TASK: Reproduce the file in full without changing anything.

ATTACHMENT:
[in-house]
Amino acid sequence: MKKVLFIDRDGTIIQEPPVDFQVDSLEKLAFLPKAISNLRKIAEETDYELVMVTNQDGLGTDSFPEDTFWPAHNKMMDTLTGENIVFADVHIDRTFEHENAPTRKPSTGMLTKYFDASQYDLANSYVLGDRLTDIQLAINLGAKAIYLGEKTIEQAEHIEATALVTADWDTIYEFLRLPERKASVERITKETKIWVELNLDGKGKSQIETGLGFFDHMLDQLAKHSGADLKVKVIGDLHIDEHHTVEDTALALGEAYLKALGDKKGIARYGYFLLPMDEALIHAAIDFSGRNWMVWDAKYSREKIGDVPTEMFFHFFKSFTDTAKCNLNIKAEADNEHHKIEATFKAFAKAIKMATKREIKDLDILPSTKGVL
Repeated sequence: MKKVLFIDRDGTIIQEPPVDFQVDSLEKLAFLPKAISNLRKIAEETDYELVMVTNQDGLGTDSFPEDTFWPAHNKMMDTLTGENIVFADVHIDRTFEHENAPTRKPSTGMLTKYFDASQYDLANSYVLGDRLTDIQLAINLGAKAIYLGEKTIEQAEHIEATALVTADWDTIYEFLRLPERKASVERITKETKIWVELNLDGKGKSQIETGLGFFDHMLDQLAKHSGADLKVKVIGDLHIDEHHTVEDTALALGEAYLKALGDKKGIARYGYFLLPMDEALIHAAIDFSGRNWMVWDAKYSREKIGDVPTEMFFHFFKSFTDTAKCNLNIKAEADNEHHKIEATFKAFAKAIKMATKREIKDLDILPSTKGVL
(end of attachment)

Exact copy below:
[in-house]
Amino acid sequence: MKKVLFIDRDGTIIQEPPVDFQVDSLEKLAFLPKAISNLRKIAEETDYELVMVTNQDGLGTDSFPEDTFWPAHNKMMDTLTGENIVFADVHIDRTFEHENAPTRKPSTGMLTKYFDASQYDLANSYVLGDRLTDIQLAINLGAKAIYLGEKTIEQAEHIEATALVTADWDTIYEFLRLPERKASVERITKETKIWVELNLDGKGKSQIETGLGFFDHMLDQLAKHSGADLKVKVIGDLHIDEHHTVEDTALALGEAYLKALGDKKGIARYGYFLLPMDEALIHAAIDFSGRNWMVWDAKYSREKIGDVPTEMFFHFFKSFTDTAKCNLNIKAEADNEHHKIEATFKAFAKAIKMATKREIKDLDILPSTKGVL
Repeated sequence: MKKVLFIDRDGTIIQEPPVDFQVDSLEKLAFLPKAISNLRKIAEETDYELVMVTNQDGLGTDSFPEDTFWPAHNKMMDTLTGENIVFADVHIDRTFEHENAPTRKPSTGMLTKYFDASQYDLANSYVLGDRLTDIQLAINLGAKAIYLGEKTIEQAEHIEATALVTADWDTIYEFLRLPERKASVERITKETKIWVELNLDGKGKSQIETGLGFFDHMLDQLAKHSGADLKVKVIGDLHIDEHHTVEDTALALGEAYLKALGDKKGIARYGYFLLPMDEALIHAAIDFSGRNWMVWDAKYSREKIGDVPTEMFFHFFKSFTDTAKCNLNIKAEADNEHHKIEATFKAFAKAIKMATKREIKDLDILPSTKGVL